Sinclair: Amend the Constitution with a right to privacy



Isaac Sinclair

During the past 20 years, technology has rapidly progressed and changed the way we interact with one another. We have become reliant on phones and computers, but in doing so, much of our personal information is more accessible than ever. Humans share more information quicker and more often than ever, but the flip side of this is that the government also has been collecting more information than ever before.

Government organizations like the National Security Agency have been collecting massive amounts of data from American citizens for national security purposes. This includes people’s internet searches, emails sent and received, social media activity, text messages sent and received, financial information and much more. This is an alarming amount of data collected from people who, for the most part, aren’t doing anything illegal.

This brings into question if this is an overstep of government power and if it’s violating any of our rights. It certainly feels like a violation of all our rights to privacy, but there’s just one problem with that: American citizens do not have the right to privacy.

Many citizens fairly assume that they have a right to privacy, which is being free from observation, and may restrain the government from actions that threaten the privacy of individuals, somewhere in the Constitution. But they don’t. Nowhere in the Constitution is the right to privacy explicitly stated.

However, it is strongly implied.

The Fourth Amendment to the Constitution is one of the strongest places where the right to privacy can be found. It states that “The right of the people to be secure in their persons, houses, papers, and effects, against unreasonable searches and seizures, shall not be violated, and no Warrants shall issue, but upon probable cause, supported by Oath or affirmation, and particularly describing the place to be searched, and the persons or things to be seized.”

Some argue that these ideas of “papers, and effects” could be easily interpreted to mean our new technology and the internet. And they very well could, but it is not explicit enough to the point where it establishes the entire right to privacy. It is extremely vague, and, for a right that important, Americans need something more concrete to protect their privacy.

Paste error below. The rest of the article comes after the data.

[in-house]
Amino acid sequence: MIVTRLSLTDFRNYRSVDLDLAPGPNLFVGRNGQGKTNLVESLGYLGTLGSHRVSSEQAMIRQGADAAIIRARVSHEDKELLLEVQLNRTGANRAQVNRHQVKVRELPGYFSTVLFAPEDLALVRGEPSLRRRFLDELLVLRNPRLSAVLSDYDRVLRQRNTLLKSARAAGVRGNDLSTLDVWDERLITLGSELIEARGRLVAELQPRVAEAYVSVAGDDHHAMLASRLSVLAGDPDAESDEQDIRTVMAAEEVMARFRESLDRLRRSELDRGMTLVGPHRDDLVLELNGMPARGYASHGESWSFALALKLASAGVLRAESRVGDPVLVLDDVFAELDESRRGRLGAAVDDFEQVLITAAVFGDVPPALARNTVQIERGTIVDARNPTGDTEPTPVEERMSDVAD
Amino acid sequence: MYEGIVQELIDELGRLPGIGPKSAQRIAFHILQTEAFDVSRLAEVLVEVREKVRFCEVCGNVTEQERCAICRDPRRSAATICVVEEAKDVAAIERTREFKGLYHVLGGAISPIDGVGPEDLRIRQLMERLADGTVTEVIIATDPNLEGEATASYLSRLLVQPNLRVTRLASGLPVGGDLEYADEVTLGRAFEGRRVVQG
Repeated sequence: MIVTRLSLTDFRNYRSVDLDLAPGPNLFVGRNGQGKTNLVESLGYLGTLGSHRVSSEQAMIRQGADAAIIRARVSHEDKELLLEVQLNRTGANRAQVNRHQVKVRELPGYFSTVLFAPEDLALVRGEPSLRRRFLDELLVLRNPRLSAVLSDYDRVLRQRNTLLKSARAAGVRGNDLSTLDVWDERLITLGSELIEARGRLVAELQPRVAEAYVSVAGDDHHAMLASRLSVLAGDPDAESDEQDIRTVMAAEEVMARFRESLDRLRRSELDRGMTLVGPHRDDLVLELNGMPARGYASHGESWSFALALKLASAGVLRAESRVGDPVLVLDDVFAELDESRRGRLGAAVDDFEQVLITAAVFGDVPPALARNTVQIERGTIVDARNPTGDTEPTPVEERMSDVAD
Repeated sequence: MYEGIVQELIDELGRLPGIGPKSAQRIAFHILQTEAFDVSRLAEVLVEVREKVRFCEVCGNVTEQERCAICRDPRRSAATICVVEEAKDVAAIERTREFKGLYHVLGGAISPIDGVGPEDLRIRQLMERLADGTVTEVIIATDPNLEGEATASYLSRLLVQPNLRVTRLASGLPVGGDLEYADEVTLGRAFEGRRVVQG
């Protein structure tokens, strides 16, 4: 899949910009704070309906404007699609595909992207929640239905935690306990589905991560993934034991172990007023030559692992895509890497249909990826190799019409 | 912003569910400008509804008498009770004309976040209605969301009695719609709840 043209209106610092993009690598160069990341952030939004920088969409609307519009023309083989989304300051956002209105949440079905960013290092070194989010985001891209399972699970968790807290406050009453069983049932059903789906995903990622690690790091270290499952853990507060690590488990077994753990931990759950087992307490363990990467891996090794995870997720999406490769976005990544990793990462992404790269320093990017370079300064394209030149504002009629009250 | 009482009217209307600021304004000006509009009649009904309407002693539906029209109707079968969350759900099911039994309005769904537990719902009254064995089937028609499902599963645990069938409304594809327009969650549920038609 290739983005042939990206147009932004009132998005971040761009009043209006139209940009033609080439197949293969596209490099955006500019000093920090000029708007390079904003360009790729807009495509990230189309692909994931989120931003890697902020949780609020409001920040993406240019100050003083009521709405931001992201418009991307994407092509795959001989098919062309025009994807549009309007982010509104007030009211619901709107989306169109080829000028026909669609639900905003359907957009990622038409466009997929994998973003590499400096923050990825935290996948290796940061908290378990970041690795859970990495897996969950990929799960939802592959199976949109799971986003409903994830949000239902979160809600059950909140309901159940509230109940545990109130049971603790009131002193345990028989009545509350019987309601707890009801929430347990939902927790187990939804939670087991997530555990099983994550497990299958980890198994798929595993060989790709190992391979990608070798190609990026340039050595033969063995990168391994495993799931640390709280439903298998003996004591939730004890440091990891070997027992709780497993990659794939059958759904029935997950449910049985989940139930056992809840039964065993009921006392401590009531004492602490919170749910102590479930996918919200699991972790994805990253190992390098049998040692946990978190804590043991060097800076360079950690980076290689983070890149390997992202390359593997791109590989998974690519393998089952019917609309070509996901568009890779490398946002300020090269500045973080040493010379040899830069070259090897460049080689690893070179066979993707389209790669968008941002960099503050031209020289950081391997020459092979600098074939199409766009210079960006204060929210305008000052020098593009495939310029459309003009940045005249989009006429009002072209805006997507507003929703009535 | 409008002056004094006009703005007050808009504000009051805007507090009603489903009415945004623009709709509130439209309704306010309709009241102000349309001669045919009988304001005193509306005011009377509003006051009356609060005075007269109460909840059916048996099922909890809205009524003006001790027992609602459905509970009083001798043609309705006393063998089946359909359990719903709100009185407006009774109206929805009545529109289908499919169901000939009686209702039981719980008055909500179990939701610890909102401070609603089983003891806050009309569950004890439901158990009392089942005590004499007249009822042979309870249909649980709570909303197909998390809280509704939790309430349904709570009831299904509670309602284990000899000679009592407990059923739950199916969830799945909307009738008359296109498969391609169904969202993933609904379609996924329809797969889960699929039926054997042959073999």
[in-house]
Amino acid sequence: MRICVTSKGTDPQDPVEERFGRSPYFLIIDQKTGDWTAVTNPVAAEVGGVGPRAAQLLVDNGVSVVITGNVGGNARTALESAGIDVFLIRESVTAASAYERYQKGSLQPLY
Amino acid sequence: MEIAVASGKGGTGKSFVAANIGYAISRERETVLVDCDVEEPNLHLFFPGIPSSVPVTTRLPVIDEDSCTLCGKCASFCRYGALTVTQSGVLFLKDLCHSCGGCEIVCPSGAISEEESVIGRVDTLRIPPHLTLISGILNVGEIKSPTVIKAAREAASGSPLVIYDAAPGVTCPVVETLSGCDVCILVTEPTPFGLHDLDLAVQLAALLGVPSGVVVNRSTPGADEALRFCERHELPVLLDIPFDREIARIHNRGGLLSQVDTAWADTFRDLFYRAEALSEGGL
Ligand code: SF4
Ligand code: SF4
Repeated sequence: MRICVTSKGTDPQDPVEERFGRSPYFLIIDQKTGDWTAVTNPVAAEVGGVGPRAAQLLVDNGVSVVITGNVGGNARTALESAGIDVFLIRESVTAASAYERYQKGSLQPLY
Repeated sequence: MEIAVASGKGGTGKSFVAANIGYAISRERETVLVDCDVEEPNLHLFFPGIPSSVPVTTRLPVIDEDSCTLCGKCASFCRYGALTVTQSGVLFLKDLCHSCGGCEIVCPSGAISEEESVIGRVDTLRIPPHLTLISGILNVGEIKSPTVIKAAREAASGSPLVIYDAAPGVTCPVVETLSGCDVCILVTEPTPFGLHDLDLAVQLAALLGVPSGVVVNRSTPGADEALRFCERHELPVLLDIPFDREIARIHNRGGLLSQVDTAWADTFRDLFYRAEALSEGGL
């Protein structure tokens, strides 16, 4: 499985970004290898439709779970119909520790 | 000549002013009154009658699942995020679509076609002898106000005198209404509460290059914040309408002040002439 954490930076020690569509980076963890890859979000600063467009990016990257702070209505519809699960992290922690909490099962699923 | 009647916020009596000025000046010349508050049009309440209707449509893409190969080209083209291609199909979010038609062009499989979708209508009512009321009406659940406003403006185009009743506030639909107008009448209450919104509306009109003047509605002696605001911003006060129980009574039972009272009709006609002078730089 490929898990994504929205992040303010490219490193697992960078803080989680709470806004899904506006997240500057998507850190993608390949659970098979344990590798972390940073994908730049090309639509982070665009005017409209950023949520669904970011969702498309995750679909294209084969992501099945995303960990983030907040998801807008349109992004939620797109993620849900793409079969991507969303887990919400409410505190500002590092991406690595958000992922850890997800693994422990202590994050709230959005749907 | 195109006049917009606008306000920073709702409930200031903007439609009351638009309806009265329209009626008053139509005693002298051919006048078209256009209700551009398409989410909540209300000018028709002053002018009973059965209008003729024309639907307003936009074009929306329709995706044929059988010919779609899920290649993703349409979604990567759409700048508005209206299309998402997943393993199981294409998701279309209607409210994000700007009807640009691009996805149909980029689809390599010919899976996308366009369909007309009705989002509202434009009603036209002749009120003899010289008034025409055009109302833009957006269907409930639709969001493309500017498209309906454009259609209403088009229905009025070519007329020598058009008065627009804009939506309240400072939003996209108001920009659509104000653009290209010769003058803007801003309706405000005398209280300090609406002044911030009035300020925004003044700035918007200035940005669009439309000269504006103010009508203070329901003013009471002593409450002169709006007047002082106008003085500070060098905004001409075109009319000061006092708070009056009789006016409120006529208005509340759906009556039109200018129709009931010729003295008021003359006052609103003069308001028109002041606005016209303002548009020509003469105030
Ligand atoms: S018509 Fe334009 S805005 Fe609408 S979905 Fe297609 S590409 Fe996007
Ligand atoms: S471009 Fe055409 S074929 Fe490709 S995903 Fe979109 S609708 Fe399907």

Along with the Fourth Amendment, the Ninth Amendment is another place where privacy could be argued to be implied. The Ninth Amendment states that “The enumeration in the Constitution, of certain rights, shall not be construed to deny or disparage others retained by the people.” This means that there are other rights not explicitly written in the Constitution, and even though they aren’t explicitly there, it doesn’t mean they can’t be violated. Coupled with the Fourth Amendment, the implication of the right to privacy is there.

But just the implication of a right to privacy is not substantial enough.

The government has overstepped its boundaries when it comes to the mass surveillance of its own citizens. We have had our private information sifted through and analyzed without our consent or probable cause, all in the name of national security. Americans deserve better from our Democratic government than the line “If you have nothing to hide, you having nothing to fear.”

The right to privacy is also a human right at this point in time. With the increased prominence of technology in our lives and the connectivity it provides us, our right to maintain and protect privacy is more important than ever. That right should belong to every human on the planet, regardless of who you are and where you live. Technology has changed how we live our lives and the rights we have when it comes to using this technology. We have to redefine the rights we have, especially when it comes to how we share information and use technology.

To fix the lack of a clear right to privacy, we must amend the Constitution. That amendment would explicitly state that Americans do have the right to privacy, and it would scale back the massive government surveillance in place right now. Although amending the Constitution can often be a difficult and long process, it would be worth it because it would safeguard a right we should already have.

The right to privacy is not just a right we should have. It is a right we need.